Since then, Laura has also offered me three private students which I am in the process of taking on. Two of them (Leandro and Mauricio) work at a company called Corebi. I don’t really understand what it is they do either but it’s something involving “Business Intelligence” and software and they work on the computer all day too.
This week I started classes with Leandro, Mondays and Thursdays from 5-6 pm. Leandro speaks pretty well already since he has traveled extensively through the U.S. He has made many trips to San Francisco since he is very interested in social networking programs and wants to start his own program called ATM (All The Metrics) that would allow companies to share information (stats, charts, etc.). I suppose sort of like LinkedIn only sharing research info instead of personal info. He is the only person I’ve met here in Argentina that owns Mac products (a MacBook Pro, iPad, and iPhone).. all of which he bought during his trips to the U.S. Most people here don’t have Mac products (or other expensive foreign-produced electronics) because coming through customs everyone has to pay 50% of the price of every item they’ve bought abroad. When my parents sent me a package here with some of my clothing and books, I had to pay $50 (my mom had recorded that the contents cost $100) plus an additional charge for every day the package was at the post office before I picked it up. Here packages don’t come directly to your house. Instead, you receive a notice in the mail and have to go wait in line to receive it at the post office. Before they hand over a package to you they even open it to look and see what’s inside. Feels very intrusive.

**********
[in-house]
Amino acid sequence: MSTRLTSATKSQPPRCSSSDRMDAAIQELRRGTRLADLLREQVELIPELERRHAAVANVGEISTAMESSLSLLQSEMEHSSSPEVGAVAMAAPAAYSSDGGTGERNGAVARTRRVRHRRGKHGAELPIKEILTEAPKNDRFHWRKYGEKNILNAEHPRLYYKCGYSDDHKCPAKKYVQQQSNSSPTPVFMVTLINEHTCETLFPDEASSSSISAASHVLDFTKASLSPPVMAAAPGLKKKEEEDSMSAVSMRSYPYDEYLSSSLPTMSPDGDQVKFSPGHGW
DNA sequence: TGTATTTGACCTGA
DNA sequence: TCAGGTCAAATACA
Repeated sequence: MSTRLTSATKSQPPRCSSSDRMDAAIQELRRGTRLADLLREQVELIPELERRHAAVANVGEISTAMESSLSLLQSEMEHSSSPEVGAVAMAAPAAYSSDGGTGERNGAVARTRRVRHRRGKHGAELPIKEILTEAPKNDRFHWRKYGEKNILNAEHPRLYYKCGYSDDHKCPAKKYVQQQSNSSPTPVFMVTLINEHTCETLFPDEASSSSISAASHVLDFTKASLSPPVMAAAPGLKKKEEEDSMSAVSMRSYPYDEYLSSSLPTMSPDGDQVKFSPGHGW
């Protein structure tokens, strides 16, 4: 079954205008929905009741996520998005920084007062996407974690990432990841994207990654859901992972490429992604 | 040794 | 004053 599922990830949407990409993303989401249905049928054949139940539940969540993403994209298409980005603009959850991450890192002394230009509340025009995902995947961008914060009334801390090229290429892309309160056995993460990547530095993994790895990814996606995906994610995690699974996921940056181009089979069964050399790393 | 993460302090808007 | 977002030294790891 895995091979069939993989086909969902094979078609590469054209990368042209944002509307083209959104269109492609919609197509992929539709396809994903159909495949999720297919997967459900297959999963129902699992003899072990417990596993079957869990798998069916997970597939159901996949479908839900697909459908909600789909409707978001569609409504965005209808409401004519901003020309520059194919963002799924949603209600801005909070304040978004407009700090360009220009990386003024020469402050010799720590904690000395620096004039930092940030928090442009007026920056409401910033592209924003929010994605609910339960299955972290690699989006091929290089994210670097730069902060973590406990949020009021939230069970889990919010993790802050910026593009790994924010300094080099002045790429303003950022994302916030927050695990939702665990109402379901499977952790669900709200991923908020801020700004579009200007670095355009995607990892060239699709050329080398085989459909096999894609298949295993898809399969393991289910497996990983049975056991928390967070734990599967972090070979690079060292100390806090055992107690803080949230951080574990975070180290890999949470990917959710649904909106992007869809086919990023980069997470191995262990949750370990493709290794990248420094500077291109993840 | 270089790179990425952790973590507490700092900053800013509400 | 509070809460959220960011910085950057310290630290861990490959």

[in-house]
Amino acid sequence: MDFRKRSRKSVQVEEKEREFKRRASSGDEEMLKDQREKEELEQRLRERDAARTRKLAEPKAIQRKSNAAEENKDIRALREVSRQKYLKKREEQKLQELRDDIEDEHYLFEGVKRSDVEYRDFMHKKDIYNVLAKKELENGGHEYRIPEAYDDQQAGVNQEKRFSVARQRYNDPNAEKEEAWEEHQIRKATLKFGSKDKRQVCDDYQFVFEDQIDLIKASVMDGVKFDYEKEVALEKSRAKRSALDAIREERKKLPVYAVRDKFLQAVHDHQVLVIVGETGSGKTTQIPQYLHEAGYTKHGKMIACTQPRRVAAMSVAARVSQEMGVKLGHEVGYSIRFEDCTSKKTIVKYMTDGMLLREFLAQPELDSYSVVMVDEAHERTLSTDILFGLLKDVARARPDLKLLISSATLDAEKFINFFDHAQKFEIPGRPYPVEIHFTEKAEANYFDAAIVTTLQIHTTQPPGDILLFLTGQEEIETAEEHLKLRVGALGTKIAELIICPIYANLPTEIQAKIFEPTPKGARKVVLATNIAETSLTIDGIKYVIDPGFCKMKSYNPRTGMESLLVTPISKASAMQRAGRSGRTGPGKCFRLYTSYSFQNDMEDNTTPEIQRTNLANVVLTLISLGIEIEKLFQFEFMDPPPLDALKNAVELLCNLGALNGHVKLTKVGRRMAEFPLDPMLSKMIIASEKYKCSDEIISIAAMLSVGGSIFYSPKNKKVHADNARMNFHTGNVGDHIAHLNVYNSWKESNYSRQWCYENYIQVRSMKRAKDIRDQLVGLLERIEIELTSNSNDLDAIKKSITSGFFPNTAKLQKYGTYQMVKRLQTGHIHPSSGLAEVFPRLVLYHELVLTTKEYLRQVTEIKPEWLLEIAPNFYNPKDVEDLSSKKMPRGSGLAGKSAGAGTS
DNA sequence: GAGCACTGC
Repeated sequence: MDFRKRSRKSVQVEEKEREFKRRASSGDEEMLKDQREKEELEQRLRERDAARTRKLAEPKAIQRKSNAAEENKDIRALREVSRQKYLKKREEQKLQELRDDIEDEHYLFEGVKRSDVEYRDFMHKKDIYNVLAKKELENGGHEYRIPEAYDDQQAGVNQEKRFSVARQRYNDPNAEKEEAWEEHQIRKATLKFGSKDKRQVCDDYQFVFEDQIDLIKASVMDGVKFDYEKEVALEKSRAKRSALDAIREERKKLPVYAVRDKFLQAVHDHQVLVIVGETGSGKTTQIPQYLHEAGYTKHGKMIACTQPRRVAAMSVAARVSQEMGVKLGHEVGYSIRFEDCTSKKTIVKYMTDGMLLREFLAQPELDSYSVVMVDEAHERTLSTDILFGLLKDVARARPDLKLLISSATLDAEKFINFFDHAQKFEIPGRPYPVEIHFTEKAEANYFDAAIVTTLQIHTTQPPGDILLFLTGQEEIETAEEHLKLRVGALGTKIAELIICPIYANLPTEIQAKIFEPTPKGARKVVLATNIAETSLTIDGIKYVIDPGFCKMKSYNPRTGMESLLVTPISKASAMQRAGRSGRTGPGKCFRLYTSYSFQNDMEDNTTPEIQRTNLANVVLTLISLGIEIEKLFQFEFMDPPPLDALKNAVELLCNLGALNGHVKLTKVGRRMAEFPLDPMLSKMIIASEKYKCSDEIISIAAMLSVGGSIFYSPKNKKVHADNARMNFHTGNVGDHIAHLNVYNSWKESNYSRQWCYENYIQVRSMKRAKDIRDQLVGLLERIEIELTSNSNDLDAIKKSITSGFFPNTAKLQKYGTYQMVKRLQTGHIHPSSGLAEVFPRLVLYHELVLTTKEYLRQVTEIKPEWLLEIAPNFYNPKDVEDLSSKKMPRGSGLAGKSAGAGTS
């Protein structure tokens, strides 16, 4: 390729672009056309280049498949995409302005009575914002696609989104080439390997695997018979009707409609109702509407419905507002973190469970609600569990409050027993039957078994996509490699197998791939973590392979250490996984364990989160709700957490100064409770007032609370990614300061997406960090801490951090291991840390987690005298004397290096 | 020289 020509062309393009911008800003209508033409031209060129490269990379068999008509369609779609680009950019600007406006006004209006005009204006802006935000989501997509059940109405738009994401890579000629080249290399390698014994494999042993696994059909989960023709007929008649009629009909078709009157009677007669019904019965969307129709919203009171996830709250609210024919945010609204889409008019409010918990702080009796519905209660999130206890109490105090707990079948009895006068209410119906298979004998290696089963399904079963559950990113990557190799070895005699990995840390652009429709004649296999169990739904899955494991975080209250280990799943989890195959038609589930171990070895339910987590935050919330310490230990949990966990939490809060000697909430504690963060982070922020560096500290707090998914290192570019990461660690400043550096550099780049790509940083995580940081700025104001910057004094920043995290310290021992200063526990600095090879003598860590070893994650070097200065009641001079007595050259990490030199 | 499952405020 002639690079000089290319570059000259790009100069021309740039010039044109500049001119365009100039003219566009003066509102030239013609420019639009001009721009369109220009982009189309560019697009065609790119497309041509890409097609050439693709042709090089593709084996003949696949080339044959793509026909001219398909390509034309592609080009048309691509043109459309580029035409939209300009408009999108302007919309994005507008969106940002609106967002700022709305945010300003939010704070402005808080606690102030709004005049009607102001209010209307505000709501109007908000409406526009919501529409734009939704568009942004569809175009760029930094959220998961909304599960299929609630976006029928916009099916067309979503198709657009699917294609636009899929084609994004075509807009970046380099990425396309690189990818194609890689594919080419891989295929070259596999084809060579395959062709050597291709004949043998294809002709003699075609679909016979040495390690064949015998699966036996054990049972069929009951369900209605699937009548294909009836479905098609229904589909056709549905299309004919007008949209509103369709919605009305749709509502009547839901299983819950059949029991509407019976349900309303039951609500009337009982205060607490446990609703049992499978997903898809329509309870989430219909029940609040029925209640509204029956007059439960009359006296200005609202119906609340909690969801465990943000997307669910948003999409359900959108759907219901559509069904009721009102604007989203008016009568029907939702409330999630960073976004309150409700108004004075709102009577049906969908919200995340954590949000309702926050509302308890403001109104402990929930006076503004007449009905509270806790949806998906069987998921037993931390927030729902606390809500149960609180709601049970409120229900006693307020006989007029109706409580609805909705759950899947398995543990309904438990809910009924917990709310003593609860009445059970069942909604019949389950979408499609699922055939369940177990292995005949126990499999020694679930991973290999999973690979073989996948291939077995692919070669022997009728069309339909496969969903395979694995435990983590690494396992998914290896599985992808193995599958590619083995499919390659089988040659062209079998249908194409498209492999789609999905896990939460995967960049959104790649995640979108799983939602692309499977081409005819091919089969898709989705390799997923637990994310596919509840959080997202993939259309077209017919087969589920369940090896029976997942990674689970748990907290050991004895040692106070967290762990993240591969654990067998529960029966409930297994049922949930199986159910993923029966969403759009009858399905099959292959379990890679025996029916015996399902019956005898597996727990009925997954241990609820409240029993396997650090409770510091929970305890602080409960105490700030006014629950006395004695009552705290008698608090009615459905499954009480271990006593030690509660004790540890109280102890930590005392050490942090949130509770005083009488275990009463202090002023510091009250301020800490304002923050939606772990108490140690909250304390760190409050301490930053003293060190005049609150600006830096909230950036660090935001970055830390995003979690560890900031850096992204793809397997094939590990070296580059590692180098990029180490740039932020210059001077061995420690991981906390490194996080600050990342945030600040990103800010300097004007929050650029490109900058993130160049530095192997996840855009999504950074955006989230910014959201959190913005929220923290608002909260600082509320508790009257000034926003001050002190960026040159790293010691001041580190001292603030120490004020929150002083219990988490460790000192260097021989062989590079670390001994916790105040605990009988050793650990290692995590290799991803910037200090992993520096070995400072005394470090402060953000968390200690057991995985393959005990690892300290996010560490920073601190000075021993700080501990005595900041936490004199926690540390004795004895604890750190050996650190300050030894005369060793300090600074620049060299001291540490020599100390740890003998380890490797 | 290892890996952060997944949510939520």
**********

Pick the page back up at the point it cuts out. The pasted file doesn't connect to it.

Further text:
Apart from my private students and substituting work, I’ve been visiting the class of a friend here, Chris, who is also from the U.S. and has been teaching here for the past 9 months. He works at a school called IICANA where they teach American English, as opposed to a lot of other schools here which teach British English. The class I’ve been visiting is a conversation class for adults taught on Monday and Wednesday nights from 8-9:30 pm. The students speak very well which is great because it broadens the range of activities we can do with them. The first day I was there the director of IICANA approached me to ask if I want to potentially take on Chris’ classes when he returns to the U.S. in December. I very enthusiastically said yes, so hopefully that will come through! The bummer is that the pay for English teachers here is not all that great… 40 pesos an hour, which is almost 11 dollars an hour. I’m hoping that when the new school year starts up between work at schools and my private students I will be able to make a reasonable about of money.
In other news, on Halloween I discovered I am officially the adult that takes children out trick-or-treating. What?
Clara half-heartedly went as a witch, and
Vera went as a vampire/zombie, complete with fake blood she made with food coloring, honey, and other random ingredients. We went around the neighborhood here ringing doorbells.. since Halloween isn’t really officially celebrated here most people didn’t have any candy prepared to hand out, but most people were nice and rooted through their houses to see if they could find something to give the kids.
I will leave you all with a photo of the paintings that Clara and I made this week in an attempt to get her excited about an activity that isn’t playing on my iPad 🙂 It worked!